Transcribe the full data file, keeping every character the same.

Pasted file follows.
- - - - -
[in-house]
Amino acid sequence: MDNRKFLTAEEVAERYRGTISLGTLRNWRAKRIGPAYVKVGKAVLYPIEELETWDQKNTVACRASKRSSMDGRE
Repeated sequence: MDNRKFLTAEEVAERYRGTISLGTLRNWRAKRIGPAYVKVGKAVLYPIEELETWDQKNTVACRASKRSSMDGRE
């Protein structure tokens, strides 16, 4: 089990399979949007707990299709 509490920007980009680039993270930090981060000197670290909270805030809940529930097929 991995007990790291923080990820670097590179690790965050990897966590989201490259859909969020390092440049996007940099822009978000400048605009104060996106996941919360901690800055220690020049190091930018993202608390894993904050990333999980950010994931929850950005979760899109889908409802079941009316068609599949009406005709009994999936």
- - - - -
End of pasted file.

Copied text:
[in-house]
Amino acid sequence: MDNRKFLTAEEVAERYRGTISLGTLRNWRAKRIGPAYVKVGKAVLYPIEELETWDQKNTVACRASKRSSMDGRE
Repeated sequence: MDNRKFLTAEEVAERYRGTISLGTLRNWRAKRIGPAYVKVGKAVLYPIEELETWDQKNTVACRASKRSSMDGRE
């Protein structure tokens, strides 16, 4: 089990399979949007707990299709 509490920007980009680039993270930090981060000197670290909270805030809940529930097929 991995007990790291923080990820670097590179690790965050990897966590989201490259859909969020390092440049996007940099822009978000400048605009104060996106996941919360901690800055220690020049190091930018993202608390894993904050990333999980950010994931929850950005979760899109889908409802079941009316068609599949009406005709009994999936």